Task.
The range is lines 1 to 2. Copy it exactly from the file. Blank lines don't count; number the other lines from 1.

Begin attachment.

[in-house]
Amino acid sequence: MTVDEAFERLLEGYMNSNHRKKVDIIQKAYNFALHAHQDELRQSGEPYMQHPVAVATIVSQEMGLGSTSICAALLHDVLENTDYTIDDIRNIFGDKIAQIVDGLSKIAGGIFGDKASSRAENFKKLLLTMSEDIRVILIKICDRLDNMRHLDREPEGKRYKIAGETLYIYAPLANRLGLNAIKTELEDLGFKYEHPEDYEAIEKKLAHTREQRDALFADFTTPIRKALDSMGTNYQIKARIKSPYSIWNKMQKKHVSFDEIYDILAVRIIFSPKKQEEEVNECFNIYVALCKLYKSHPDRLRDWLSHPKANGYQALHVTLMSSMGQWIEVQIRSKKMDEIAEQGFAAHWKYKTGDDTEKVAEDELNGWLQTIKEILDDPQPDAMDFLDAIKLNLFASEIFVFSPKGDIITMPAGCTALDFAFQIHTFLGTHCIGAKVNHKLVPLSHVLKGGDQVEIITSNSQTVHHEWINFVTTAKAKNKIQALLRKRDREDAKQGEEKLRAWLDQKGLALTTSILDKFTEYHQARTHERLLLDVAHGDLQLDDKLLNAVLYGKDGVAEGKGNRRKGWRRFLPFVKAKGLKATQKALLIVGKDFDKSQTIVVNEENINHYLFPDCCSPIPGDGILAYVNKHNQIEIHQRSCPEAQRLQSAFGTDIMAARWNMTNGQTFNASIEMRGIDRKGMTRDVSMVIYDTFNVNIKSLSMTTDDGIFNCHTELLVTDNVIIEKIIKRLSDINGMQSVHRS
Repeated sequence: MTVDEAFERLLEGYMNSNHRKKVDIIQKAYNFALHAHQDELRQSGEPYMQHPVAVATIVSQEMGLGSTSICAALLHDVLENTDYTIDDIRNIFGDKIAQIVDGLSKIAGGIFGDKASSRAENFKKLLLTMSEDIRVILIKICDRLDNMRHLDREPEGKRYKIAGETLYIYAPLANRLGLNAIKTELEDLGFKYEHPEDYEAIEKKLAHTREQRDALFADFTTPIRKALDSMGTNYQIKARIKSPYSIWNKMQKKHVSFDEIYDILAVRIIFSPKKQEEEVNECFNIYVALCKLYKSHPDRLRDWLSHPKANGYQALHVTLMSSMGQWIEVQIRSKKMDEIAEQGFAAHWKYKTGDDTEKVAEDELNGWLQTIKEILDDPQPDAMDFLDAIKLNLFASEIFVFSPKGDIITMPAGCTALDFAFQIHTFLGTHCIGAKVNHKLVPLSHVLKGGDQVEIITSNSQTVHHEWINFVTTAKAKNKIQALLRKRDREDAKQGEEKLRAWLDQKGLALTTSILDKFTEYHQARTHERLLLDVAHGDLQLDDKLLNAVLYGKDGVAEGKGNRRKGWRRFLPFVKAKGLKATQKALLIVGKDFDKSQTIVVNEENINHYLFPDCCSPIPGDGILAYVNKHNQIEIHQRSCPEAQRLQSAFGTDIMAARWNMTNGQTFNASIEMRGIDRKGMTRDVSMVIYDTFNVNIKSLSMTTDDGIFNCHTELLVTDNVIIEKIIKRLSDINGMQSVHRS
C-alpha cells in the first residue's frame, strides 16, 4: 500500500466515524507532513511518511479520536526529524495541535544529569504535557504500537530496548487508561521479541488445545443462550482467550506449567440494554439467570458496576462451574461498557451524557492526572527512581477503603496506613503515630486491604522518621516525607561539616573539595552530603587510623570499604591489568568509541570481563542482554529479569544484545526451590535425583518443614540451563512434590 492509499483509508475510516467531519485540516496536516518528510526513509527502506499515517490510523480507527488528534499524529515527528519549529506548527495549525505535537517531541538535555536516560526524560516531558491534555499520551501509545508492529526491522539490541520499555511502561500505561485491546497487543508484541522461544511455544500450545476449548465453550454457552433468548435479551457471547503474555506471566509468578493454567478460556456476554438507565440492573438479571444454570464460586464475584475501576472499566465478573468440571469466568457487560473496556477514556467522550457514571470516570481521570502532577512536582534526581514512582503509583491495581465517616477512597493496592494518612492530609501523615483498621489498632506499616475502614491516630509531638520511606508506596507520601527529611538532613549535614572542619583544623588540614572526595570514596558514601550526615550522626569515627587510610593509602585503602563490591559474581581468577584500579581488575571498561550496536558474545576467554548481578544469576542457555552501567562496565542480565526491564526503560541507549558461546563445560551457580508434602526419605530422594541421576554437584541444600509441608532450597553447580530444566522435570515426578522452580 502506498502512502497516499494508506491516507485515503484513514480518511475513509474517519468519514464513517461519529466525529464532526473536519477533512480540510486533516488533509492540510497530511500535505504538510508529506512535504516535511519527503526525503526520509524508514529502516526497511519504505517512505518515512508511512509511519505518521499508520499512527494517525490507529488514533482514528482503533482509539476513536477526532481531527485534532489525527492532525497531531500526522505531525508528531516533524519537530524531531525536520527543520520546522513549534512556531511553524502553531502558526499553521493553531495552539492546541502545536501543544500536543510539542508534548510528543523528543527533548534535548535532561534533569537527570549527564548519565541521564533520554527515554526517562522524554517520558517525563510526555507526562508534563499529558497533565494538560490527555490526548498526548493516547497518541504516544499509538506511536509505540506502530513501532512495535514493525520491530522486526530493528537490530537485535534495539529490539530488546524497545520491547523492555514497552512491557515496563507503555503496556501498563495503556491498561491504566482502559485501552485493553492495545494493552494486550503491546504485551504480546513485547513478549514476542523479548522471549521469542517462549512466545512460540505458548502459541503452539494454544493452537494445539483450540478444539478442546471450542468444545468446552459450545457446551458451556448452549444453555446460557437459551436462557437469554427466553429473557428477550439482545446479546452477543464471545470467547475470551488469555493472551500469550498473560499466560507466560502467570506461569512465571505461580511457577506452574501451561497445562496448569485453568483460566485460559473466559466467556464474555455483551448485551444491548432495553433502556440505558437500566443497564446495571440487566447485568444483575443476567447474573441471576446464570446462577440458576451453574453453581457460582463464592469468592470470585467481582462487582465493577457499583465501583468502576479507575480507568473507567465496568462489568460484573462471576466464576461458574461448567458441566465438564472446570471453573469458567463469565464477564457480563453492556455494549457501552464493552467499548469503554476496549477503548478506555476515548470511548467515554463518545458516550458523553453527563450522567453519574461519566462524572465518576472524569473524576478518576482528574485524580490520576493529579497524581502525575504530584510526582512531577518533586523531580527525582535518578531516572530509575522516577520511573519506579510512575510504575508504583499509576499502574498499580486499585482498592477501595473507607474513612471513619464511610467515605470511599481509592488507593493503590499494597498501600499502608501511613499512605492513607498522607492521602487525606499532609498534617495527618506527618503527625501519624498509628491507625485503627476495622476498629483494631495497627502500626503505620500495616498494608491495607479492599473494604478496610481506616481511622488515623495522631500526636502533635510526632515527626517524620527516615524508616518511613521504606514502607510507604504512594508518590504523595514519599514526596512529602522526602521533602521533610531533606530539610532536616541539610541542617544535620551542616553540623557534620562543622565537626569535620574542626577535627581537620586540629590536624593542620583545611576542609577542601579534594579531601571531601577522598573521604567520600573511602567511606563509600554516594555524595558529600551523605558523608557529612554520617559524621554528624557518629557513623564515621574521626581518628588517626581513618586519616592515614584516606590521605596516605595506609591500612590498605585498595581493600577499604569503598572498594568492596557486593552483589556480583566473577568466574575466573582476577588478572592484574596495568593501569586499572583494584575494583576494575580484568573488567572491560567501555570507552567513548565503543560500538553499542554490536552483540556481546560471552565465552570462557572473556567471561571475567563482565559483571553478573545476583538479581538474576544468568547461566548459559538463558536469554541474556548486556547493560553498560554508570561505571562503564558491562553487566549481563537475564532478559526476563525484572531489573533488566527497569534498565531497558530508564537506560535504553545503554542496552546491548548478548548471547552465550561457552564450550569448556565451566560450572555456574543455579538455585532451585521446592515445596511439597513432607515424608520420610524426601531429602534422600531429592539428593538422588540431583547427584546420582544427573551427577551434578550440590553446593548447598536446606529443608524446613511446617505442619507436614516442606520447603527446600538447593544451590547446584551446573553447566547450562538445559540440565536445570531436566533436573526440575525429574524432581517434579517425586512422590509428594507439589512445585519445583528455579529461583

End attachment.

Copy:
[in-house]
Amino acid sequence: MTVDEAFERLLEGYMNSNHRKKVDIIQKAYNFALHAHQDELRQSGEPYMQHPVAVATIVSQEMGLGSTSICAALLHDVLENTDYTIDDIRNIFGDKIAQIVDGLSKIAGGIFGDKASSRAENFKKLLLTMSEDIRVILIKICDRLDNMRHLDREPEGKRYKIAGETLYIYAPLANRLGLNAIKTELEDLGFKYEHPEDYEAIEKKLAHTREQRDALFADFTTPIRKALDSMGTNYQIKARIKSPYSIWNKMQKKHVSFDEIYDILAVRIIFSPKKQEEEVNECFNIYVALCKLYKSHPDRLRDWLSHPKANGYQALHVTLMSSMGQWIEVQIRSKKMDEIAEQGFAAHWKYKTGDDTEKVAEDELNGWLQTIKEILDDPQPDAMDFLDAIKLNLFASEIFVFSPKGDIITMPAGCTALDFAFQIHTFLGTHCIGAKVNHKLVPLSHVLKGGDQVEIITSNSQTVHHEWINFVTTAKAKNKIQALLRKRDREDAKQGEEKLRAWLDQKGLALTTSILDKFTEYHQARTHERLLLDVAHGDLQLDDKLLNAVLYGKDGVAEGKGNRRKGWRRFLPFVKAKGLKATQKALLIVGKDFDKSQTIVVNEENINHYLFPDCCSPIPGDGILAYVNKHNQIEIHQRSCPEAQRLQSAFGTDIMAARWNMTNGQTFNASIEMRGIDRKGMTRDVSMVIYDTFNVNIKSLSMTTDDGIFNCHTELLVTDNVIIEKIIKRLSDINGMQSVHRS